“Minnow” shows up and demonstrates how hard it is to escape the Marxoid assumptions.

    “The Hayekian decent into serfdom hasn’t occurred” she asserts a few comments later.

    Ay, mi madre.

  15. flowers are blooming out west

  16. Papa Bush To Get Kennedy Library Foundation ‘Courage’ Award For Raising Taxes In 1990

    Yeah, I saw that on the evening news, which failed to mention that breaking his tax pledge contributed to his defeat in ’92.

    Democrats love their sellouts and losers, don’t they?

  17. Is the “culture” thing still going on down there? Sweet acidophilus!

  18. Read the thread over at David Thompson’s place? Where we start talking about false consciousness?

    Because Di always links to interesting things, I clicked over. And here’s my problem with Peter Risdon (whoever he is):

    Marxism belongs with traditional religions to a bracket of improbable, dogma-based belief systems that require faith to maintain, in the teeth of what could politely be called conflicting data. As with traditional religions, you get ‘Why I am still a Marxist’ and ‘Why I am no longer a Marxist’ essays and columns – Chris himself wrote one – which are very similar to ‘Why I am still/no longer a Christian’ type pieces.

    You don’t get ‘Why I am still a slightly conservative pragmatist’ essays in the same way.

    I have little use for pragmatists, “slightly conservative” or not, on Chestertonian grounds.

  19. That said, David makes the case for tempermental conservatism on Oakschottian grounds.

    Personlly, I would argue for a practical outlook as opposed to a pragmatic one. But I don’t care to open another front in the Culture war.

  20. In line with the Colbert thing.

  21. “You don’t get ‘Why I am still a slightly conservative pragmatist’ essays in the same way.”

    Except on Ace of Spades and Hot Air where they make up about 40% of the content.

  22. How could this possibly work with Title 9?
    Every time a school collectively bargains w/the football team they’ll be required to shell out an equal amount for their female athletes.

  23. It’s not about it working, that’s just for the mindless useful-idiot players who were talked into the suit which was financed by the Steel Workers Union run by Leo Gerard. It’s about the destruction of the idea, the ideal of competition. Another baby step for the collectivists.

  24. Also Northwestern is where Bill Ayers wife works IIRC>

  25. Richard Epstein read the decision and he ain’t impressed, save with what he calls the “mindlessness” of it.

  26. So, if they unionize, then some manner of union dues will be collected from the scholarships (funded by whom again?) to support another progressive entity dedicated to the enslaving of those still desiring freedom. Bottom line, it’s just another scam.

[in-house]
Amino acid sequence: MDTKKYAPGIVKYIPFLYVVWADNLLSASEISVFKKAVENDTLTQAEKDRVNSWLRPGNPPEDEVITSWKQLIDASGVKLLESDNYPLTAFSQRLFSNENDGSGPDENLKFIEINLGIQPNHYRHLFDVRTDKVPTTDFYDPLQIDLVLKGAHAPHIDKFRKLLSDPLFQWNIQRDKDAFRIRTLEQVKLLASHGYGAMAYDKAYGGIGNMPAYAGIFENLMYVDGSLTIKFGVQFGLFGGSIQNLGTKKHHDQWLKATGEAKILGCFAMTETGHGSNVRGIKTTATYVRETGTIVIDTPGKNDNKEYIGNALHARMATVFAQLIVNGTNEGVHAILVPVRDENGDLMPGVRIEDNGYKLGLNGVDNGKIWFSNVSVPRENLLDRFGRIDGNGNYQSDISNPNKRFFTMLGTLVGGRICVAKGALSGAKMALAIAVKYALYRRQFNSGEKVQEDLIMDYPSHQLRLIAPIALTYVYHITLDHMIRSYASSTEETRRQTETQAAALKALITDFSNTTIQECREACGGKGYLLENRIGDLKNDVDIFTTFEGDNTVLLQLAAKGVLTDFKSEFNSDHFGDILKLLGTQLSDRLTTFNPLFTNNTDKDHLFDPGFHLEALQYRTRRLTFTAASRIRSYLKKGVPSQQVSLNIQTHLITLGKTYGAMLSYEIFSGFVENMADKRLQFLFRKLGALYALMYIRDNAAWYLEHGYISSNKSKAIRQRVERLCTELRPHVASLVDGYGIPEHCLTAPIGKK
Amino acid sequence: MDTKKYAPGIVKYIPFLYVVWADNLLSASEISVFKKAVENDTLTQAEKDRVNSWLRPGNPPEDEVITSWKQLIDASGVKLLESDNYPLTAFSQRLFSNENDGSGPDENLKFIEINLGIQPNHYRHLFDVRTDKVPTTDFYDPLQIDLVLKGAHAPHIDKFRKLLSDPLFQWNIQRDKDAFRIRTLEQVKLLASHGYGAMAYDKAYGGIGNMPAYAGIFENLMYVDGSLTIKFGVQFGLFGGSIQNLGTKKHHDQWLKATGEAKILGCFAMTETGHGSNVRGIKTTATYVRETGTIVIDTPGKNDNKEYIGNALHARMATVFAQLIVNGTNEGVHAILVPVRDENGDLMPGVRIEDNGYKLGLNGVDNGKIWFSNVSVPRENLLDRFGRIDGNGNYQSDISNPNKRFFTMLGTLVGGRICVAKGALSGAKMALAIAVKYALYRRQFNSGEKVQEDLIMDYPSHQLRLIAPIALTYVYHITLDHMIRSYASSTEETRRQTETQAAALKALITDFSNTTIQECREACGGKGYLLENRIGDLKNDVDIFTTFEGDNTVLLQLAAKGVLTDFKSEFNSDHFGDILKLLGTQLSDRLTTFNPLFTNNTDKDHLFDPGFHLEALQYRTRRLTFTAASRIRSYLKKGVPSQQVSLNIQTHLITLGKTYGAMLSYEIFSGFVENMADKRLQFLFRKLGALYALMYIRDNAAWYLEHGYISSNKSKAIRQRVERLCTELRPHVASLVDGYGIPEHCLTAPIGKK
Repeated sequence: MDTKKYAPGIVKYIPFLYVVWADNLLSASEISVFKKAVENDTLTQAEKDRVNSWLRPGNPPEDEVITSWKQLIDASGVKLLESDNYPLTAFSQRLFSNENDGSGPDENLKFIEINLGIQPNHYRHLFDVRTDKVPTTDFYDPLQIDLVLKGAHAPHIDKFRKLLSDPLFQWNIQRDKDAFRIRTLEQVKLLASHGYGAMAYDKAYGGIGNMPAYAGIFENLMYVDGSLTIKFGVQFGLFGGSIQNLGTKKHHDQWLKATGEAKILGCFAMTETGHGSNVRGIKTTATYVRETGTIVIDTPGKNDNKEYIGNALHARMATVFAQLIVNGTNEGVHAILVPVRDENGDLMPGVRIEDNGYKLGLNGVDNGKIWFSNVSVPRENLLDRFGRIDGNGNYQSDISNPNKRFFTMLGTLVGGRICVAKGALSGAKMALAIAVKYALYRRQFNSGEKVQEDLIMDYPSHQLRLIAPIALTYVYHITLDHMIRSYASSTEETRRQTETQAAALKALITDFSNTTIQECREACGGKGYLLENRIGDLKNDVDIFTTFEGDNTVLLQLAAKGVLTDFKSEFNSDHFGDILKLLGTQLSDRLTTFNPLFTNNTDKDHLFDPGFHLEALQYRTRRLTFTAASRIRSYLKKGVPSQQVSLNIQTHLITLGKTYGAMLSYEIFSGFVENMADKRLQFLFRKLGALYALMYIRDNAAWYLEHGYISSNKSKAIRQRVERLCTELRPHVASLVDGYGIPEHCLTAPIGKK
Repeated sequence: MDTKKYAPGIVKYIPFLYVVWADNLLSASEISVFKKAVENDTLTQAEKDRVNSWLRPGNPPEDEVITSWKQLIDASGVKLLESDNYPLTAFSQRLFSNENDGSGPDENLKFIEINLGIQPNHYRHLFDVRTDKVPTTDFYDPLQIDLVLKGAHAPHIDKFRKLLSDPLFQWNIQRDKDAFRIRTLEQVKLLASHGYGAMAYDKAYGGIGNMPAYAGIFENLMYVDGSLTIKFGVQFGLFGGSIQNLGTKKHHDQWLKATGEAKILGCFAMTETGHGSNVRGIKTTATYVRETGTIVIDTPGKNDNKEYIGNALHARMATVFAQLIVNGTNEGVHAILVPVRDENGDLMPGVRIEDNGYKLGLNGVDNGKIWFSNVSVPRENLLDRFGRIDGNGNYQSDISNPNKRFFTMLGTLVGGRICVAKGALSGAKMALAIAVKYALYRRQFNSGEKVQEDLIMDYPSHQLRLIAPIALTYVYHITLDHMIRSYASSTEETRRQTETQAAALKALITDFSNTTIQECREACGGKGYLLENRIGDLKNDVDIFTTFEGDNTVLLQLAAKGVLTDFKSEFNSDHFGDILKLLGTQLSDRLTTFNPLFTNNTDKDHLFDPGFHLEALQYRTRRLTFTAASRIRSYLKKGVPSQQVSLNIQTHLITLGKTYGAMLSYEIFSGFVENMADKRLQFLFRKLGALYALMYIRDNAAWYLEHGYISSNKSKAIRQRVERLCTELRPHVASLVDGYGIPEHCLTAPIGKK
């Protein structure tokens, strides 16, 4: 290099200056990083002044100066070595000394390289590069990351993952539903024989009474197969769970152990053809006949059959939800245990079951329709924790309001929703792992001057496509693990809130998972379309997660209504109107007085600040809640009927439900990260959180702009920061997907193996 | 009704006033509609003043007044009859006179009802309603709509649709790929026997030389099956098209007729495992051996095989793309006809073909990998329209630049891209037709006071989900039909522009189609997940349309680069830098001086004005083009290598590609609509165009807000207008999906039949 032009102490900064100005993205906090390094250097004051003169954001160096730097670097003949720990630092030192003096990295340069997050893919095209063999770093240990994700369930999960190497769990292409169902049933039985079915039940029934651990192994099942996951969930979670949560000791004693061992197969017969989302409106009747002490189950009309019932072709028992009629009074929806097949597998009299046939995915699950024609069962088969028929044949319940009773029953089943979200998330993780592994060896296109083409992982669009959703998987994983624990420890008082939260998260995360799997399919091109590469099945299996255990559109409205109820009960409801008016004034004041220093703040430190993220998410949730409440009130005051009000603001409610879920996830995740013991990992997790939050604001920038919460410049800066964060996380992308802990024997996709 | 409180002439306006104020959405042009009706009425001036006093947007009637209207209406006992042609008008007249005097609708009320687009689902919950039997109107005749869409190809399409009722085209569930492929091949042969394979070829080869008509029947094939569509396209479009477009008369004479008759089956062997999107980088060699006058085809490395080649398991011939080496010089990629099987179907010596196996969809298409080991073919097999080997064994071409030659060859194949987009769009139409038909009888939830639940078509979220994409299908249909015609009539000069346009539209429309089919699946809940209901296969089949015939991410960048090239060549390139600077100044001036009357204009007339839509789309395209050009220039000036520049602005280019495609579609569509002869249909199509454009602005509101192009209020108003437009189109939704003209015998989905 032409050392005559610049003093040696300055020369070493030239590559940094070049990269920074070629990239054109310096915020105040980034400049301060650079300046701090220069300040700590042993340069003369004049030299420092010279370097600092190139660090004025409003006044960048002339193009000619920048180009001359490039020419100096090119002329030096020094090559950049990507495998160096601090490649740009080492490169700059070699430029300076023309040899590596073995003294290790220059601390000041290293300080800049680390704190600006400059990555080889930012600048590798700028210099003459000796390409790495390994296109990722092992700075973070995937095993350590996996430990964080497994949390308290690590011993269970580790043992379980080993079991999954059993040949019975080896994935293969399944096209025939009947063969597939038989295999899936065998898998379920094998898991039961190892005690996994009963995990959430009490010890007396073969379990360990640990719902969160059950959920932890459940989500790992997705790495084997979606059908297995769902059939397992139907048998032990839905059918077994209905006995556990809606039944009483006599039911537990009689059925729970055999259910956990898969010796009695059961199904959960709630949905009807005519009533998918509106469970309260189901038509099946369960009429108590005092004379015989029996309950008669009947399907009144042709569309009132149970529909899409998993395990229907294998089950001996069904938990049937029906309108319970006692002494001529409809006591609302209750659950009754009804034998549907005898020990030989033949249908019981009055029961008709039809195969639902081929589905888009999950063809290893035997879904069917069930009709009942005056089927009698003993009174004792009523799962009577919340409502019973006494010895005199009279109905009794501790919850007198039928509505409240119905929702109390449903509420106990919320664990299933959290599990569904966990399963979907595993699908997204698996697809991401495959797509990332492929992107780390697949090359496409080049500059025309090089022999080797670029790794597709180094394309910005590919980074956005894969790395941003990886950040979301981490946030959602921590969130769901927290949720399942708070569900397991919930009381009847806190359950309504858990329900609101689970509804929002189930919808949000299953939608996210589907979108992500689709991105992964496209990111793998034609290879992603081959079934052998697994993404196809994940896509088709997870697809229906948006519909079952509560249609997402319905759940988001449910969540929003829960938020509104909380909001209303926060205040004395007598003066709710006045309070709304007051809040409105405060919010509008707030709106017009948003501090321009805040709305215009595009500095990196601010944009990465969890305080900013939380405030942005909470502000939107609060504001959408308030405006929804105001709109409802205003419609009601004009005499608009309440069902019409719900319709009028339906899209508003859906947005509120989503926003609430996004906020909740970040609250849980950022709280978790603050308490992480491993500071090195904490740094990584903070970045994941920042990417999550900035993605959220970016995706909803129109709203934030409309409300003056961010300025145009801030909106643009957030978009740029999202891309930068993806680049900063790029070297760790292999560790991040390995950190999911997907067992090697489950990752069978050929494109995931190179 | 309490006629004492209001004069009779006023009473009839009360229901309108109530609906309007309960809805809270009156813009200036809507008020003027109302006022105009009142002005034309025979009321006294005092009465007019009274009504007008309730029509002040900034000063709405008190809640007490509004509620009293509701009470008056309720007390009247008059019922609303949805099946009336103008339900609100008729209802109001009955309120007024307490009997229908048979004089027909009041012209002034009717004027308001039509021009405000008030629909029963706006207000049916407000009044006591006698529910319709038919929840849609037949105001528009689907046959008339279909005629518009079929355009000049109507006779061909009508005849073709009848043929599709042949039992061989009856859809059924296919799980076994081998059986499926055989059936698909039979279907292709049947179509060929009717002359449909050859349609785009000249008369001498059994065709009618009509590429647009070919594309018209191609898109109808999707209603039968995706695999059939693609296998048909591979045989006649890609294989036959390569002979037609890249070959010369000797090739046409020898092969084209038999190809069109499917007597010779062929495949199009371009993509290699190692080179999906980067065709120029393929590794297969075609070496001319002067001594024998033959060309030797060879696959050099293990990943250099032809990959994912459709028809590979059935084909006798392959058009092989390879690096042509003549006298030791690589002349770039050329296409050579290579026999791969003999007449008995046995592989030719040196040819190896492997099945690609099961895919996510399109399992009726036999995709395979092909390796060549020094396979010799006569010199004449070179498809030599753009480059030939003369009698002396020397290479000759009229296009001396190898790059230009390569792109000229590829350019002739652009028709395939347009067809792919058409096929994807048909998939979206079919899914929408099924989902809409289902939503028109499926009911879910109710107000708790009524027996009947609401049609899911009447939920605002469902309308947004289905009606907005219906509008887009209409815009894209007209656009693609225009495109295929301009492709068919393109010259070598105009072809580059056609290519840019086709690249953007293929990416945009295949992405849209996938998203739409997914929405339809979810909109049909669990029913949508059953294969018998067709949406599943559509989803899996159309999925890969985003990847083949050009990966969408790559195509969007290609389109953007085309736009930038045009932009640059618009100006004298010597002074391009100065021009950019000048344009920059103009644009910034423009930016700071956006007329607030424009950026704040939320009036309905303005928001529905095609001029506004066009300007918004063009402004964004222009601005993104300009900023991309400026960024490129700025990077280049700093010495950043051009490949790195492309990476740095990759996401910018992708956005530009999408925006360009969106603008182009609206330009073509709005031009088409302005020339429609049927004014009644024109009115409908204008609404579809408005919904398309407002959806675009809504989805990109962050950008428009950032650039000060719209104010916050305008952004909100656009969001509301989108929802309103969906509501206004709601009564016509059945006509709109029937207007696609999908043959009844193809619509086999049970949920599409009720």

27. “Today in college football the Northwestern Steelworkers take on the Michigan Auto Workers. Meanwhile in the SEC, the Alabama Scabs will play the Tennessee Union Busters.”

  28. College sports were weird enough already. Corporate-structure-wise, that is. Although the NCAA’s rules might be weirder.

    I assume the “schools should pay the athletes” bunch–as if a free college education isn’t compensation (monetarily, at least. Actual real-world value depends on whether they study something useful)–is behind this, but I’m damned if I know where they think they’re going with it.

  29. So, if they unionize, then some manner of union dues will be collected from the scholarships…

    I shudder to think about the damage the Progs will do every time they get another 0.25 credit hour paid by the goon squad.

    As to the ruling, I’ll confess I’m torn. These guys put up with grueling workouts to compete in a sport that carries a significant chance of injury, and their compensation is limited to whatever scholarships and incidentals the NCAA will allow. It’s exactly the sort of abusive management and corporate collusion that spawned the rise of the labor unions in the first place.

    I’m not crazy about the ruling, which I think is pretty flimsy, but I definitely sympathize with the players who want to restore a little balance to the negotiations.

    As for all the wonderful football revenues that go to subsidize less-popular collegiate sports, well, let’s just say that I’m really disappointed in Darleen’s “but the abuse is for a good cause!” argument.

  30. I don’t think that’s what Darleen was arguing.

    If these athletes want to be paid, then they and the universities all ought to abandon the amateur pretense and organize themselves as what they are: the NFL’s farm league.